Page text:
Our cute, sweet little 2-year-old recently went through an awful, nightmarish picky eating phase. All the “get your picky eater to eat” tricks that should have worked were useless with our little monster angel.
Suddenly, she refused to eat foods that just a few days ago she ate with no problem. She also got panicky and went into hysterics if we even sat her in her booster seat at the table. At every meal and snack time, we braced ourselves for the crying, food-throwing, table-leg kicking tantrum that we knew would ensue.
Talk about frustrating.
But we got through it. Here’s what I learned about toddlers and worked with our picky toddler:
Toddlers throw tantrums for any number of reasons. They may be tired, hungry, overstimulated, or frustrated at not having the language to communicate their desires. Well, we put our foot down when the wild tantrums started. When she started to throw a tantrum, we’d simply ignore it. If she threw food or kicked or pushed, she went into a time-out until she was more composed. I know she doesn’t have the words to express herself, but giving in to violent behavior is never ok for me. Alternatively, every time she participated in a meal without having a tantrum, we gave her lots of praise for not yelling and crying. She responded very well to the positive reinforcement and soon the tantrums stopped. Understanding that she needed more attention, and more gentle communication helped us to understand why she was throwing tantrums.
Toddlers won’t sit and eat for as long as adults will, so we let them call the shots as to when they were done. She was happier and more relaxed when she knew she wasn’t going to be confined and strapped in at mealtime. Toddlers want to feel like they have some independence and control over their environment. So we focused on our priorities. It was most important to us (1) that she eat what was for dinner, and (2) to respect the family expectation that we eat at the table (as opposed to wandering around the house carrying your food). She was absolutely not going to sit in her booster chair, that was clear. Since she wasn’t going to sit at the big-people table, we at least wanted her to begin to develop healthy eating habits and good manners by eating at some sort of a table. So we set up the girls’ little picnic table and chairs in the kitchen and insisted that they sit to eat.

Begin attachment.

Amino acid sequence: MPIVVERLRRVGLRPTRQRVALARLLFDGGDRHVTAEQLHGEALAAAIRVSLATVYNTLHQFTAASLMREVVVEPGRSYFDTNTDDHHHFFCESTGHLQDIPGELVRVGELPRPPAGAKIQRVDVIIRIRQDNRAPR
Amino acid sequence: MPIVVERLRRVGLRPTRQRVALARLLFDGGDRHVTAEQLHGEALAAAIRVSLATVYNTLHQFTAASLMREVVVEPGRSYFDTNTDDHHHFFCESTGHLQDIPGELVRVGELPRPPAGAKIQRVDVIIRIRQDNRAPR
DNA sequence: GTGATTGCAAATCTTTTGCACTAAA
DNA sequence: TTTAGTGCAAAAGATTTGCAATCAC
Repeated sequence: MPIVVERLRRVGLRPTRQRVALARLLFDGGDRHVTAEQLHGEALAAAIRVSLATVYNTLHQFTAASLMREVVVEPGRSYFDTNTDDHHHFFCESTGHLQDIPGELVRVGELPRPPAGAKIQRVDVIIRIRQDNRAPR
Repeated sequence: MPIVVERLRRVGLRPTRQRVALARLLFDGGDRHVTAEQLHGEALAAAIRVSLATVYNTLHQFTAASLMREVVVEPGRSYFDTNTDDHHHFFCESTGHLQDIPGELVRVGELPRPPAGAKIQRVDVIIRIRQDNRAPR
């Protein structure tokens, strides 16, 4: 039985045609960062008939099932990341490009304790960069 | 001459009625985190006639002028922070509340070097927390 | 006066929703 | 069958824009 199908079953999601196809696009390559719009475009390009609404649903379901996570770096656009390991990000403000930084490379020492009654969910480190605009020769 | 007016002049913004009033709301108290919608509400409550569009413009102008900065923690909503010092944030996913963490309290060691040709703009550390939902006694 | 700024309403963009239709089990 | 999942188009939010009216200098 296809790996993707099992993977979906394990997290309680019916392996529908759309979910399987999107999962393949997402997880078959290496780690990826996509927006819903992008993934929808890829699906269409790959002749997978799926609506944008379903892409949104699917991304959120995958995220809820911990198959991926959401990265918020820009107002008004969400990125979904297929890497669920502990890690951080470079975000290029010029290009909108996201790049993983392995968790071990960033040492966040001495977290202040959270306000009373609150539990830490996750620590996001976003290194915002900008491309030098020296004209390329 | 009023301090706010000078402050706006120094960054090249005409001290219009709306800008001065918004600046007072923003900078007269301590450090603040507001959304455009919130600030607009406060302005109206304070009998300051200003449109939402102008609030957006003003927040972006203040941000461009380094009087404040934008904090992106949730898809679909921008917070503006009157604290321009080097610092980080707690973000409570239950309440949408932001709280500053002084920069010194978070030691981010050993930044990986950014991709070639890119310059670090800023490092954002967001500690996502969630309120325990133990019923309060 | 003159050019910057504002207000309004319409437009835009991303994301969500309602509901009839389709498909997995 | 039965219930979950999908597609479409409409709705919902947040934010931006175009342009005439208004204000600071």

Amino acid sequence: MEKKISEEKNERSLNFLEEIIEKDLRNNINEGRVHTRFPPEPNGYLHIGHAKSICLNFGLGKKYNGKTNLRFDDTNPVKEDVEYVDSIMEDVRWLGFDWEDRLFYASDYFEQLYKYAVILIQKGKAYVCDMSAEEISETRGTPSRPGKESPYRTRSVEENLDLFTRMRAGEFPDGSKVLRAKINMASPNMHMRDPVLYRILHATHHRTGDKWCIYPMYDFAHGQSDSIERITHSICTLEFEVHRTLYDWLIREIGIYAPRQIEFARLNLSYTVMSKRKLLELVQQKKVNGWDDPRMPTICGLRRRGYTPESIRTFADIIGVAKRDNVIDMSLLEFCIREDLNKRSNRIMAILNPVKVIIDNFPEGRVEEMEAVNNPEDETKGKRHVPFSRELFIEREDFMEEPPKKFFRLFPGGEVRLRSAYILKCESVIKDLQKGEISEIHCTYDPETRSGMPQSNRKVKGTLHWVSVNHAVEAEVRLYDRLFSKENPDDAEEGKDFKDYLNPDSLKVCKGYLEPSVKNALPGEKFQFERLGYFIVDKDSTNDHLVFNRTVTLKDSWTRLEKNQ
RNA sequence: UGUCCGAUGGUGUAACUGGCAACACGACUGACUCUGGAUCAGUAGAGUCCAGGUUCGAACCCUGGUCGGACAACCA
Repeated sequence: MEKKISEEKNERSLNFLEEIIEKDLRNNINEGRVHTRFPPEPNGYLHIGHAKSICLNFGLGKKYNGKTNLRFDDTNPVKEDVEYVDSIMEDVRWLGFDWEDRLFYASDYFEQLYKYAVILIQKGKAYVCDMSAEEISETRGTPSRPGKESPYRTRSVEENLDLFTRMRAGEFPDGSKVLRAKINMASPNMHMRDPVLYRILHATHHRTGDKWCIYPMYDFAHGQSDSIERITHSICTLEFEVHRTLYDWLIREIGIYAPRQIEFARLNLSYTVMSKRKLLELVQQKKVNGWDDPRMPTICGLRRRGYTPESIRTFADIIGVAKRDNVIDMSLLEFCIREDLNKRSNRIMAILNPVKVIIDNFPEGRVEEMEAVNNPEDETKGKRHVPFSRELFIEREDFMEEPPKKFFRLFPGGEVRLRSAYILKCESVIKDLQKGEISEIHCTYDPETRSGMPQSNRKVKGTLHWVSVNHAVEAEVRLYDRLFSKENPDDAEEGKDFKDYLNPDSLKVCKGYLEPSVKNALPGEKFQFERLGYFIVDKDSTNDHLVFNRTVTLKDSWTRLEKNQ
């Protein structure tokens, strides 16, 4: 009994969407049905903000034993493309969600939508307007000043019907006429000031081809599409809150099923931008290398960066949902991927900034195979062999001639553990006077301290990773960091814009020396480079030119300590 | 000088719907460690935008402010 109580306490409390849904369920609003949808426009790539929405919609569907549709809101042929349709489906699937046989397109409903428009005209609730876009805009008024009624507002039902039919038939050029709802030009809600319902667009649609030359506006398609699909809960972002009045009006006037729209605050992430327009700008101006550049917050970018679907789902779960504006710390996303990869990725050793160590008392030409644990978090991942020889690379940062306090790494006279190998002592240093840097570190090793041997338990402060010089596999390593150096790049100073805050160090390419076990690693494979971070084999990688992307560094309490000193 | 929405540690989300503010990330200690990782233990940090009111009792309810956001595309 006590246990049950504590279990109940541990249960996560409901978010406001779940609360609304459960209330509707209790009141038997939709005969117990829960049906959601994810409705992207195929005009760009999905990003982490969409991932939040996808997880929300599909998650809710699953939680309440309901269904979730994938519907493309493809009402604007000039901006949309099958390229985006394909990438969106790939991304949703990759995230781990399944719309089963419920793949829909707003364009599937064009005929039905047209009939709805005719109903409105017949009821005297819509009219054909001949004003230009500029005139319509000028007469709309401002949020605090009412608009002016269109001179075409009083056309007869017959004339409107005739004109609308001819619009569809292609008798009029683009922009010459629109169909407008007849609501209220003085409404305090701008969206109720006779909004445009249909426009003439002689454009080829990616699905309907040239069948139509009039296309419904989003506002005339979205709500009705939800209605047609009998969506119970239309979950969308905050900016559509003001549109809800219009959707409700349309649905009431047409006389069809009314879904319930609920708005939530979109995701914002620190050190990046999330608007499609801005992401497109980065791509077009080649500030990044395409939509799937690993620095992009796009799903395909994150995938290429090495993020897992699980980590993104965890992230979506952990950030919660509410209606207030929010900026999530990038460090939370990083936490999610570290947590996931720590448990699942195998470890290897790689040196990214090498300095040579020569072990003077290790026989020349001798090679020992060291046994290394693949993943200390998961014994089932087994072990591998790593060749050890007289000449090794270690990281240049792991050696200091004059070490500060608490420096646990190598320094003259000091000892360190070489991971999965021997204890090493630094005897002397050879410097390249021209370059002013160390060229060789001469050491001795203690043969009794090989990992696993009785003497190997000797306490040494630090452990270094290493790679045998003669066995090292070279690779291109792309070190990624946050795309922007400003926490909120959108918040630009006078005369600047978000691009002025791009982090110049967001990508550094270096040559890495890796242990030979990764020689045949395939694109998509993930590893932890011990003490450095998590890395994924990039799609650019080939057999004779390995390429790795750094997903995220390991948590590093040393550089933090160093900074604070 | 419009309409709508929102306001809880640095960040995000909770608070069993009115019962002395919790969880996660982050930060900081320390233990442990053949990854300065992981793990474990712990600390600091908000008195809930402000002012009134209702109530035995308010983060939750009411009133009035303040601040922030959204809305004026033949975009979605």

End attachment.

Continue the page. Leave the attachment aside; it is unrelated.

We reexamined how we talked to her at dinner time. She is a sensitive little thing to begin with and responds much better to soft voices. When we were trying to model excitement about what we were having for dinner, our voices were too loud and her fits would escalate. Toddlers need to know that you love them and are going to take care of them. A gentle voice lets a toddler know that you are in control and you love them, which should help the toddler to regain composure.
Sidenote: We also gave foods fun names. Peas was known as “green balls”, shredded chicken was “little strings”, Cheerios were “circle soup”. For a fun story about giving silly names to food, check out the children’s book I Will Never Not Ever Eat a Tomato (Charlie and Lola).
We gave her more opportunities to be independent. One day she wouldn’t eat carrots with ranch on them. The next day we let her squeeze ranch on her carrots “all by herself” (read: Mommy did the squeezing, she just held the bottle) and she was cleaning her plate and asking for seconds. We let her get involved in the cooking process by picking out a tomato for Mommy to dice, washing the fruits and vegetables or placing sliced veggies in the steamer basket. She and her sister love getting involved in meal prep. Toddlers want to be helpful around the house. They also want to be able to do things “without help”. They thrive on positive attention.
Through persistence, love, and learning to understand our toddler, we all made it through our little one’s dinnertime tantrum stage.
If you have any other tips for managing a picky toddler, I’d love to hear them! … We’re not quite out of the woods yet.